The distinguished historian Dr. Barry Gough discusses his new book The Elusive Mr. Pond: The Soldier, Fur Trader and Explorer who Opened the Northwest (Douglas & McIntyre, 2014), with Joseph Planta.
|The Elusive Mr. Pond: The Soldier, Fur Trader and Explorer who Opened the Northwest by Barry Gough (Douglas & McIntyre, 2014).
Click to buy this book from Amazon.ca: The Elusive Mr. Pond 
Text of introduction by Joseph Planta:
I am Planta: On the Line, in Vancouver, at TheCommentary.ca.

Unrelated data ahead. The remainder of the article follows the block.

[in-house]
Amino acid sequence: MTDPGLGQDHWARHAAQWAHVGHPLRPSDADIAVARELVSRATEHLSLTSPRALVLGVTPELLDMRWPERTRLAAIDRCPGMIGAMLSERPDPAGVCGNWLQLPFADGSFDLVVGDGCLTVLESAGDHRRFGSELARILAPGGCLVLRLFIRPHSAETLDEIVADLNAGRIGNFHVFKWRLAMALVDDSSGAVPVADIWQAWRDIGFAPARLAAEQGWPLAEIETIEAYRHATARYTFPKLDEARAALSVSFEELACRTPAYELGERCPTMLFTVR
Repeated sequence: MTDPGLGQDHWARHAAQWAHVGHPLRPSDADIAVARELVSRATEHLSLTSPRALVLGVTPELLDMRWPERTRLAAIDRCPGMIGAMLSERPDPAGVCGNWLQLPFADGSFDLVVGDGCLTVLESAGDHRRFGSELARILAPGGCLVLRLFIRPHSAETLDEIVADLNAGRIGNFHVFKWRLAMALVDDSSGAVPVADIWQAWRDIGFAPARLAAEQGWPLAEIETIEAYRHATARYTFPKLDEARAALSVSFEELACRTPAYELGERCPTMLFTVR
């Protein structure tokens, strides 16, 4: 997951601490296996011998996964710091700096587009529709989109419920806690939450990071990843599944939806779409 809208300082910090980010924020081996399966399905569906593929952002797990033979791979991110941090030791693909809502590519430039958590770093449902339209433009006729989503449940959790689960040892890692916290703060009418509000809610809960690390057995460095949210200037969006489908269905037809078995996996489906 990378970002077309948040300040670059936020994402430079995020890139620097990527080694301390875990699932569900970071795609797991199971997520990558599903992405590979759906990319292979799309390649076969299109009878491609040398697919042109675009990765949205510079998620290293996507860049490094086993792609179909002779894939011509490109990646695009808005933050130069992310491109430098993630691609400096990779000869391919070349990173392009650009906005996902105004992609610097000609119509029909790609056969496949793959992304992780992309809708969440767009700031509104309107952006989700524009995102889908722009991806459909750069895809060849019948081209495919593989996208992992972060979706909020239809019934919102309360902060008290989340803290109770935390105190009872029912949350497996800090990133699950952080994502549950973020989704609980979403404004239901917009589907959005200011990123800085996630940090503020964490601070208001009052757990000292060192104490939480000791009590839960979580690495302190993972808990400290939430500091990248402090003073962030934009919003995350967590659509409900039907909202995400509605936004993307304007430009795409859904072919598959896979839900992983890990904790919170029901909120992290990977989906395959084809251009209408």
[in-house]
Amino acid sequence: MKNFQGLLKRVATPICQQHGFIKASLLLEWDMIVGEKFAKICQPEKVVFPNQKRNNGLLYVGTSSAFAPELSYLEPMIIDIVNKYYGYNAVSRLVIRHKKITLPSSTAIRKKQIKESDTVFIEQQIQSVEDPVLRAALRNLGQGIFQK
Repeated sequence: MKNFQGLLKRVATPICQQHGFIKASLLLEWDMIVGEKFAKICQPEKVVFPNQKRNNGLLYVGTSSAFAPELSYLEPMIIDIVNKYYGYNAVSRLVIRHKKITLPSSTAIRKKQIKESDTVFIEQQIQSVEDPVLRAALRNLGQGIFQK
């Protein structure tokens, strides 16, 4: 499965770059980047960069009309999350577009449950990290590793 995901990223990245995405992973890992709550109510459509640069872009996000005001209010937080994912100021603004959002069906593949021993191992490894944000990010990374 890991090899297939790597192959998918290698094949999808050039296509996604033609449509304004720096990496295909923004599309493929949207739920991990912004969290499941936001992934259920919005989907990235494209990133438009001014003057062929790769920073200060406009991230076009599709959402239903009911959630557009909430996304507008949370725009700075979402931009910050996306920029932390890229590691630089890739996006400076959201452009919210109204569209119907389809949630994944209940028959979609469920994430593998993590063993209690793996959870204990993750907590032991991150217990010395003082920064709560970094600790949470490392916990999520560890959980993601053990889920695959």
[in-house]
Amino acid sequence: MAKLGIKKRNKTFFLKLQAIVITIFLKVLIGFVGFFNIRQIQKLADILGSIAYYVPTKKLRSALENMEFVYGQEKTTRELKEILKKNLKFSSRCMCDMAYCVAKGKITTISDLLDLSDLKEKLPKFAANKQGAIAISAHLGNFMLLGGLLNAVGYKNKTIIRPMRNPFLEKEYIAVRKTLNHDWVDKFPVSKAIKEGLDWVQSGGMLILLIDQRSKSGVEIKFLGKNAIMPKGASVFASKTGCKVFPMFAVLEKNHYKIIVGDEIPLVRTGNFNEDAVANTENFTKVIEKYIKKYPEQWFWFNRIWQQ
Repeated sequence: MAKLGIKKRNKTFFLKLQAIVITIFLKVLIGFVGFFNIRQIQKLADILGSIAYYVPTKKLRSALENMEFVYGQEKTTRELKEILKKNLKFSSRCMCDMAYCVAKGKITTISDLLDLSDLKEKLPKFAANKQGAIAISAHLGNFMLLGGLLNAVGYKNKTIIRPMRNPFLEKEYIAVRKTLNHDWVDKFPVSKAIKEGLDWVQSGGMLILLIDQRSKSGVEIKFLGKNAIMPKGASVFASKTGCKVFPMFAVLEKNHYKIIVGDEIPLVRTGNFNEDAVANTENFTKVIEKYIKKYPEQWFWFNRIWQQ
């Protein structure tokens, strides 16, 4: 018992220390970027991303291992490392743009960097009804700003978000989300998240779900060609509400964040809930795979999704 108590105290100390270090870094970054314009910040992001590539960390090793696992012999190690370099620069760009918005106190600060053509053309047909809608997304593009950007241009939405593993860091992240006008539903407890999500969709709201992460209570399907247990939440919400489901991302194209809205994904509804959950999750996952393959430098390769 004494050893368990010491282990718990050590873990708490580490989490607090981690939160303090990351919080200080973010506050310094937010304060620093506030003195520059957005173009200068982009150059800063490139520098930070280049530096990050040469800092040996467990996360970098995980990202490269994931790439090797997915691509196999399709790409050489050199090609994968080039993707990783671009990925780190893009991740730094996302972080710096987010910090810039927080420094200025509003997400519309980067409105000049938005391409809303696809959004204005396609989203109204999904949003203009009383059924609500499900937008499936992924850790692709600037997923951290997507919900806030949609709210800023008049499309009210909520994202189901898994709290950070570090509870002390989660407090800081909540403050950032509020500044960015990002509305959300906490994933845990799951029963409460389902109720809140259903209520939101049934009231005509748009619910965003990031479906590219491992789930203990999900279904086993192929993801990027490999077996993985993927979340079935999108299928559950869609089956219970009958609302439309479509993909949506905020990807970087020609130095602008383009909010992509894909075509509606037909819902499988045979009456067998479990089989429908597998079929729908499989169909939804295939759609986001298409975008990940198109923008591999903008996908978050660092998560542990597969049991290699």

The award-winning historian Dr. Barry Gough joins me now. He’s just published a new book, The Elusive Mr. Pond: The Soldier, Fur Trader and Explorer who Opened the Northwest. It’s a fascinating book about a name that North Americans will unlikely recognise, certainly not as well-known as say Sir Alexander Mackenzie. But it was Pond who had mentored Mackenzie, and who had mapped much of northwestern Canada before him. We learn in this book about Pond’s notable exploits, as well as why he’s been relatively unknown heretofore. He was a founding partner of the North West Company, as well had opened up the far distant Arctic watershed. Pond was also a complicated figure. He was temperamental, and implicated in two murders. Some of his memoirs survive, and I’ll ask Dr. Gough about the process of piecing together this life. Dr. Barry Gough is the author of many critically acclaimed books including Fortune’s a River, and Juan De Fuca’s Strait. He joins me from Victoria today. The book is published by Douglas & McIntyre. Please welcome to the Planta: On the Line program, Barry Gough; Dr. Gough, good morning.